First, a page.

New landscaped terraces

Situated alongside the River Thames, the building is a Site of Importance for Nature Conservation (SINC). Our new proposals will replace empty concrete and gravel areas with planted biodiverse terraces with soft landscaping selected to provide habitats for local birds and invertebrates and requiring minimal maintenance and water requirements. The terraces will be used by employees working within the building, reducing pressure on public amenity space such as Bernie Spain Gardens.

The roof level will be provided with an intensive green roof, with species selected that can grow naturally with other native flora and fauna. This will be carefully integrated with a ‘Blue roof’ assisting with sustainable urban drainage measures and photovoltaic panels providing an element of renewable energy on the site.

Northern Birds Eye view of the proposal. (Please note that all existing trees along Queens Walk and facing The National Theatre are to remain and have been removed for the purpose of the architectural Image)  

Benefits for the local community and economy

The proposals seek to extend the floor space providing space for an additional 950 workers, designed to be easily and flexibly sub-divided, if necessary, to provide floor plates to suit a wide range of companies.

There is a demonstrable need for high quality office space in the Waterloo area and the use of this building is strongly supported by local planning policy. The proposals will create approximately 39% more workspace providing the opportunity for new employment , which, together with the anticipated levies and financial commitments will help with the post-pandemic recovery of the area over the coming years.

Benefits will include:

  • Preservation and future proofing of a Grade II Listed building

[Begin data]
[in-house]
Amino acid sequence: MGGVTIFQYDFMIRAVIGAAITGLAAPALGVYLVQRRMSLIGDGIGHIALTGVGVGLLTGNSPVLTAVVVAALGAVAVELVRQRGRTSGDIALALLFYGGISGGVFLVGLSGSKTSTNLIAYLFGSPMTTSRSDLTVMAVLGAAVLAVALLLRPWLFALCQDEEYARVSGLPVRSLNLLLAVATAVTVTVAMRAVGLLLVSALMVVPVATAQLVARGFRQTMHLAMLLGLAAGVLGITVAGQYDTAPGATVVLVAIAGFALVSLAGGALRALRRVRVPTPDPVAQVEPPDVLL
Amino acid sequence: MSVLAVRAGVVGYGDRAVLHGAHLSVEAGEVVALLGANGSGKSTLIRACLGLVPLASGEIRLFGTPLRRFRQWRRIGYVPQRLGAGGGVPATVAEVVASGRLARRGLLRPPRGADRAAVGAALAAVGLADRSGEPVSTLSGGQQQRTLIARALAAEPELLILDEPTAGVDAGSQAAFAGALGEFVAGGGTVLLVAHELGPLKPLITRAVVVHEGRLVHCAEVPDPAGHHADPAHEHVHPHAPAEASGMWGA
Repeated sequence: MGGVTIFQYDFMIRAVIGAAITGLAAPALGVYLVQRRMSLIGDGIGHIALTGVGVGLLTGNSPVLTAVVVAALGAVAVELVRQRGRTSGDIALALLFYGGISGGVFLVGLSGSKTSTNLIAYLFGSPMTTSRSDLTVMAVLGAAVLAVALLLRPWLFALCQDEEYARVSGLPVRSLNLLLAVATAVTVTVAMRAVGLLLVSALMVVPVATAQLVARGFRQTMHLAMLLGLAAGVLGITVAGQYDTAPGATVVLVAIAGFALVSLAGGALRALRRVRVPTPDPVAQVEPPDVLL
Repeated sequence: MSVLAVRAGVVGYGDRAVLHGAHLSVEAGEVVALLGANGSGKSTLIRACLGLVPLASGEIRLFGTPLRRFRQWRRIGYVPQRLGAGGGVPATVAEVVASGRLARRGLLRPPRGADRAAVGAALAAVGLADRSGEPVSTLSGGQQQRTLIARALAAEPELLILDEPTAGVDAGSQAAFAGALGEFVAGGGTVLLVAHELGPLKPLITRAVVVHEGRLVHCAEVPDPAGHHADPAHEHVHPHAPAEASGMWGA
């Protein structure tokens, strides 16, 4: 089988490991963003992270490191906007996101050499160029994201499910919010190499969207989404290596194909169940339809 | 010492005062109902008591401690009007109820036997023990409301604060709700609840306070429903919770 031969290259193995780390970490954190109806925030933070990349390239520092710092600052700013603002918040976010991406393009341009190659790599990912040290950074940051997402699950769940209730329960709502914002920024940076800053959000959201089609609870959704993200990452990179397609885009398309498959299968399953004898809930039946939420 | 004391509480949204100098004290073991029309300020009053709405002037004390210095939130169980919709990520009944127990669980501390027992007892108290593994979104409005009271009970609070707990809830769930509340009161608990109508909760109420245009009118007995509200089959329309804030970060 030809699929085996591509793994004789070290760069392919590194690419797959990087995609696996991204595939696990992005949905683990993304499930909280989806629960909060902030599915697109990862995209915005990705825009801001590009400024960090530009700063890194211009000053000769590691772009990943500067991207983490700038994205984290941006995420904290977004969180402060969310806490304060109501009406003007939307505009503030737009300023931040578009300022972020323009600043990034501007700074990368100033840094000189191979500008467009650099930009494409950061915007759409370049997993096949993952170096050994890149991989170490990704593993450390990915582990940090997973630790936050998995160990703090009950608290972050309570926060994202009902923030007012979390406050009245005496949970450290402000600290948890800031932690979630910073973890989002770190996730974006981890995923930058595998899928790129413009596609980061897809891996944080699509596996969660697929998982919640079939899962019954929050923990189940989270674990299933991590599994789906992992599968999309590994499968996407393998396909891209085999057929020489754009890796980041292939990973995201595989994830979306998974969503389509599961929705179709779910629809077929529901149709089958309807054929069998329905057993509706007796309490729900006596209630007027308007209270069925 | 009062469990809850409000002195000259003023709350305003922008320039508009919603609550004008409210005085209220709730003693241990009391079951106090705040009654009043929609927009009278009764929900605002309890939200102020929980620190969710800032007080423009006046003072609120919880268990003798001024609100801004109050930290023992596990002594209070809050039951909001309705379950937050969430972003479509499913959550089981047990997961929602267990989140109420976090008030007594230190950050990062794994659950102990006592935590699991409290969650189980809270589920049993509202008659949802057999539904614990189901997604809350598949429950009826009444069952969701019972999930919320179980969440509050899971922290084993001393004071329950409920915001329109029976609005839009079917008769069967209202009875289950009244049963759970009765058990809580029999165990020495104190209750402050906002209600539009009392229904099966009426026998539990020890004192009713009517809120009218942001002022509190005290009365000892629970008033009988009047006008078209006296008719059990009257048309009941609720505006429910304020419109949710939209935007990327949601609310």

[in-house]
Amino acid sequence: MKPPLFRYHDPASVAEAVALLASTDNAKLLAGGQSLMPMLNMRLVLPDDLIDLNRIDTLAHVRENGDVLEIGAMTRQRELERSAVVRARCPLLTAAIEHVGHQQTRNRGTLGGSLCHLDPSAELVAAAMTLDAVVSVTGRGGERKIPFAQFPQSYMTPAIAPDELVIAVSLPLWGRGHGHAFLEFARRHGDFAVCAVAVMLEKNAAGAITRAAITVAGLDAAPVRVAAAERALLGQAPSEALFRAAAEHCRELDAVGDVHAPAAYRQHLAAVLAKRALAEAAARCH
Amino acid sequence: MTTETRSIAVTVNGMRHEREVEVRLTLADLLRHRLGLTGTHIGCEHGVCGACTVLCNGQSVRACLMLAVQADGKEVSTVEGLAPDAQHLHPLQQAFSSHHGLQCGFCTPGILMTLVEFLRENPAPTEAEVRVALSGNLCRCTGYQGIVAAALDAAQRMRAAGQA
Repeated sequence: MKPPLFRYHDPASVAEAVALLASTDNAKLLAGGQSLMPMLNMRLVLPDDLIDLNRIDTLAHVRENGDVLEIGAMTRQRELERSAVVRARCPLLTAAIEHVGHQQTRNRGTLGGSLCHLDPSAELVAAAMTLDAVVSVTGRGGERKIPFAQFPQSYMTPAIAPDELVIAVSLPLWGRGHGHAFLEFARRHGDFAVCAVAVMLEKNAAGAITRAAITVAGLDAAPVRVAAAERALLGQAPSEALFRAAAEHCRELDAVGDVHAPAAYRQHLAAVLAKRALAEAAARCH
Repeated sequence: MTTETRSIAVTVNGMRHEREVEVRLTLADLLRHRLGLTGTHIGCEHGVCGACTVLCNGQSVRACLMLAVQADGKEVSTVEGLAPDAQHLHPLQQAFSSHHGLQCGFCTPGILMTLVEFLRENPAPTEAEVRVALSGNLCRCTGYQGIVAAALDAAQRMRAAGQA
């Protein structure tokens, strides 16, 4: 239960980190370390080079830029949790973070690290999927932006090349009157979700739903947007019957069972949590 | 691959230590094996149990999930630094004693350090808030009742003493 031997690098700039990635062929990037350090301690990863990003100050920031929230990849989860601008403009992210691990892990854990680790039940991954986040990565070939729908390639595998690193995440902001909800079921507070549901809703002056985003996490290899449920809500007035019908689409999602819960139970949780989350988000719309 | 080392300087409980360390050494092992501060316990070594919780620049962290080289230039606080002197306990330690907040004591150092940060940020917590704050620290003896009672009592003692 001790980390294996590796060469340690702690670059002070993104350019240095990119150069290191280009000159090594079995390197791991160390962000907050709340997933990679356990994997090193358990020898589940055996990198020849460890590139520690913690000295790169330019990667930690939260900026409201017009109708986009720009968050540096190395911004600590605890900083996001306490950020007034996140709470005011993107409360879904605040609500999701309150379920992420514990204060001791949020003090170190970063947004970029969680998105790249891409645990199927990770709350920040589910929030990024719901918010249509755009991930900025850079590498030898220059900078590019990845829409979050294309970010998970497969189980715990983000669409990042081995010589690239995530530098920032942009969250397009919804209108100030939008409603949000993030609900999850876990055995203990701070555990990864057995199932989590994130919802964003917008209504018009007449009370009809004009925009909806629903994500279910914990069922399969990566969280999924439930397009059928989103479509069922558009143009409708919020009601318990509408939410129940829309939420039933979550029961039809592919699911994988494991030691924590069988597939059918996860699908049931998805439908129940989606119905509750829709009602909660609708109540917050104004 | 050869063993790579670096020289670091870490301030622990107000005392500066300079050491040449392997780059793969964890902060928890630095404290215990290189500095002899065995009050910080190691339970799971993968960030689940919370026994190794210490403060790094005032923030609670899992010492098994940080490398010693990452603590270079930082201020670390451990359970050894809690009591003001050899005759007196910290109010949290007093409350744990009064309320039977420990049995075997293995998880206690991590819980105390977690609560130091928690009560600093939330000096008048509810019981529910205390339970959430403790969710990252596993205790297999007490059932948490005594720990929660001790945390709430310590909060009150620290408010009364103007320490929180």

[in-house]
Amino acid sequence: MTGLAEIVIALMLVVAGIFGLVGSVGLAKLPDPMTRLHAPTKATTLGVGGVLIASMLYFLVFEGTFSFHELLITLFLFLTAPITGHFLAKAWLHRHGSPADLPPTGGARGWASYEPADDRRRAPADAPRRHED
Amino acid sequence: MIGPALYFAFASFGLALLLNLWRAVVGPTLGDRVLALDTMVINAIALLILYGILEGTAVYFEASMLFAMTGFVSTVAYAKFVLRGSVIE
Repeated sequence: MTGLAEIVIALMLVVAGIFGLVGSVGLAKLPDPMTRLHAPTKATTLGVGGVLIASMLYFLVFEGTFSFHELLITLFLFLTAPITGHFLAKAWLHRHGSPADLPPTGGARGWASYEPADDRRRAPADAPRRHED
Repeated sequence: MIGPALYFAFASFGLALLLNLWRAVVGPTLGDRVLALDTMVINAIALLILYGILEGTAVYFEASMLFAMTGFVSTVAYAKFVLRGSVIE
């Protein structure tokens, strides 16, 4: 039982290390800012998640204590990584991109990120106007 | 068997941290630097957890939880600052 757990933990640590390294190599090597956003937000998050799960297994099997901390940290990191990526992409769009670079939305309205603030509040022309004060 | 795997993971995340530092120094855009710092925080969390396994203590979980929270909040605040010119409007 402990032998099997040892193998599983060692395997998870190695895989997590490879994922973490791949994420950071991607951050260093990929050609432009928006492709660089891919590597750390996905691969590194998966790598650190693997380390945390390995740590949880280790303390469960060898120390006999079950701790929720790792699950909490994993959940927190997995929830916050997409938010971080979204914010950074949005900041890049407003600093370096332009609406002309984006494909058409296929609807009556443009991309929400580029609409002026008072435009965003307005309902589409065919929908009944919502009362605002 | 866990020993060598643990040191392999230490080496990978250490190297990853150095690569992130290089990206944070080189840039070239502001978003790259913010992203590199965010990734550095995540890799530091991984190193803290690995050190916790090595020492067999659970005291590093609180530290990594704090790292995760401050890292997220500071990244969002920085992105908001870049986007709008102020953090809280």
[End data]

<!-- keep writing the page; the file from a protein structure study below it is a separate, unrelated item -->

• Increase the provision of high-quality office space in the local area
  • Opportunity for 950 additional jobs
  • A further £2.5m+ annual contribution to the local economy through new employees spending in the area
  • Helping to establish the South Bank as a prime office location
  • Improvement of the public space along the South Bank
  • A new restaurant fronting onto Queen’s Walk and helping frame the space with the National Theatre
  • New landscaped terrace space, adding to urban greening, biodiversity and easing pressure on other local amenity space
  • A total £6.5m+ package of local benefits which will be delivered through CIL and S106 contributions. Including:
    • £2m+ for Lambeth Council through Community Infrastructure Levy
    • £4.5m+ of wider benefits including open space improvements, Mayoral infrastructure Levy, employment and skills contribution and Carbon offset contribution
  • Wider sustainability benefits including air quality improvement.

Next Steps

Thank you for attending this virtual public exhibition, in these difficult circumstances we hope it provides a good understanding of our updated proposals.

We would welcome any comments on our plans before we submit a planning application in the Spring of 2021.

Please get in touch if you would like a hard copy of these materials or if you know of a neighbour who is unable to access this online.

Share your views:

Phone: 0800 307 7987

Email: 76UG@Londoncommunications.co.uk

Online feedback form